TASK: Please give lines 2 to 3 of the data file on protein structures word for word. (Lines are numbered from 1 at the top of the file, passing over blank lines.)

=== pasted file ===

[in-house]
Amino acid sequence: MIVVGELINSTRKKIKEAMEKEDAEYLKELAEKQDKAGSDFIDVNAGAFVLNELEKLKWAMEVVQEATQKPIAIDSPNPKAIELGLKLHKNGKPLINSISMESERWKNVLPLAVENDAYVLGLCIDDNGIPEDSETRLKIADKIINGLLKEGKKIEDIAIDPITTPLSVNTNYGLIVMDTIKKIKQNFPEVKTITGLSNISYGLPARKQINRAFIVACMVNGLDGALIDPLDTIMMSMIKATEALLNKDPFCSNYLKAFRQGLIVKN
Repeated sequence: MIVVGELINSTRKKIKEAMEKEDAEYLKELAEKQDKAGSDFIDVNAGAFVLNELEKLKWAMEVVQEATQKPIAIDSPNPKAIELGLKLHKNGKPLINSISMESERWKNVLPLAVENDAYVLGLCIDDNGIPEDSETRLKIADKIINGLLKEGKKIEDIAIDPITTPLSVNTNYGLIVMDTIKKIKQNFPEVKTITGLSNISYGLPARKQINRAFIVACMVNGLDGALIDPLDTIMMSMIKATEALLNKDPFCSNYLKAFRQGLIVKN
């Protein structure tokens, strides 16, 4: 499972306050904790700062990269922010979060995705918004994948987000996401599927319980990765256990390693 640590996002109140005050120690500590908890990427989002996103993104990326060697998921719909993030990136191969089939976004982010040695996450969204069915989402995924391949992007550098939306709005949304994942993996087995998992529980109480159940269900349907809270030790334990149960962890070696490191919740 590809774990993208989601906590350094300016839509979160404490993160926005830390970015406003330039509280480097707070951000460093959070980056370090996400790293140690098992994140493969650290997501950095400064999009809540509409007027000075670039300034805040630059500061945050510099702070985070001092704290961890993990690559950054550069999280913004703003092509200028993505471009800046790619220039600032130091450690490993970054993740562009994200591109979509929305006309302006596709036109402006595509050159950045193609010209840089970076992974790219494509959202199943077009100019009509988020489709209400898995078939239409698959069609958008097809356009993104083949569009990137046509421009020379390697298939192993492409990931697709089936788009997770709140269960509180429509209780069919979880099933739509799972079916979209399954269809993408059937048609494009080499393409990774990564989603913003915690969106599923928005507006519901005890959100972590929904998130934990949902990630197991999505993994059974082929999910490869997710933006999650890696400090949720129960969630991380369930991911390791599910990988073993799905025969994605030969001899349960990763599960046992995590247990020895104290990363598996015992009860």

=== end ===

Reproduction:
Amino acid sequence: MIVVGELINSTRKKIKEAMEKEDAEYLKELAEKQDKAGSDFIDVNAGAFVLNELEKLKWAMEVVQEATQKPIAIDSPNPKAIELGLKLHKNGKPLINSISMESERWKNVLPLAVENDAYVLGLCIDDNGIPEDSETRLKIADKIINGLLKEGKKIEDIAIDPITTPLSVNTNYGLIVMDTIKKIKQNFPEVKTITGLSNISYGLPARKQINRAFIVACMVNGLDGALIDPLDTIMMSMIKATEALLNKDPFCSNYLKAFRQGLIVKN
Repeated sequence: MIVVGELINSTRKKIKEAMEKEDAEYLKELAEKQDKAGSDFIDVNAGAFVLNELEKLKWAMEVVQEATQKPIAIDSPNPKAIELGLKLHKNGKPLINSISMESERWKNVLPLAVENDAYVLGLCIDDNGIPEDSETRLKIADKIINGLLKEGKKIEDIAIDPITTPLSVNTNYGLIVMDTIKKIKQNFPEVKTITGLSNISYGLPARKQINRAFIVACMVNGLDGALIDPLDTIMMSMIKATEALLNKDPFCSNYLKAFRQGLIVKN